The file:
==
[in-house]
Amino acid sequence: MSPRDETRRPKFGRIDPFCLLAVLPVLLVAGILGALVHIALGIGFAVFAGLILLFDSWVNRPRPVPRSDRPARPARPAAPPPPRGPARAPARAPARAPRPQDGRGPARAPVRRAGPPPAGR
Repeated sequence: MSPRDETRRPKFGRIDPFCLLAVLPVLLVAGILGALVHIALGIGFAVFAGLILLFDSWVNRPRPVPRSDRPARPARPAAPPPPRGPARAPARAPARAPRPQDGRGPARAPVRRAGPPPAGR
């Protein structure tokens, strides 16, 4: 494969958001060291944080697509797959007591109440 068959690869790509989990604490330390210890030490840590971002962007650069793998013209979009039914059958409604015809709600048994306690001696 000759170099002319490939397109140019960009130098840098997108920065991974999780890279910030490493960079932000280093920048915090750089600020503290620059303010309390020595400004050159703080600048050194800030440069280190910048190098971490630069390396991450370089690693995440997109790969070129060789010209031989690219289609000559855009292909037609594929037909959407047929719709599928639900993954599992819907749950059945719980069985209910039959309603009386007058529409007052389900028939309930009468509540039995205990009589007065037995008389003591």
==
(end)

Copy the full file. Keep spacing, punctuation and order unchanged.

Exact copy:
[in-house]
Amino acid sequence: MSPRDETRRPKFGRIDPFCLLAVLPVLLVAGILGALVHIALGIGFAVFAGLILLFDSWVNRPRPVPRSDRPARPARPAAPPPPRGPARAPARAPARAPRPQDGRGPARAPVRRAGPPPAGR
Repeated sequence: MSPRDETRRPKFGRIDPFCLLAVLPVLLVAGILGALVHIALGIGFAVFAGLILLFDSWVNRPRPVPRSDRPARPARPAAPPPPRGPARAPARAPARAPRPQDGRGPARAPVRRAGPPPAGR
């Protein structure tokens, strides 16, 4: 494969958001060291944080697509797959007591109440 068959690869790509989990604490330390210890030490840590971002962007650069793998013209979009039914059958409604015809709600048994306690001696 000759170099002319490939397109140019960009130098840098997108920065991974999780890279910030490493960079932000280093920048915090750089600020503290620059303010309390020595400004050159703080600048050194800030440069280190910048190098971490630069390396991450370089690693995440997109790969070129060789010209031989690219289609000559855009292909037609594929037909959407047929719709599928639900993954599992819907749950059945719980069985209910039959309603009386007058529409007052389900028939309930009468509540039995205990009589007065037995008389003591």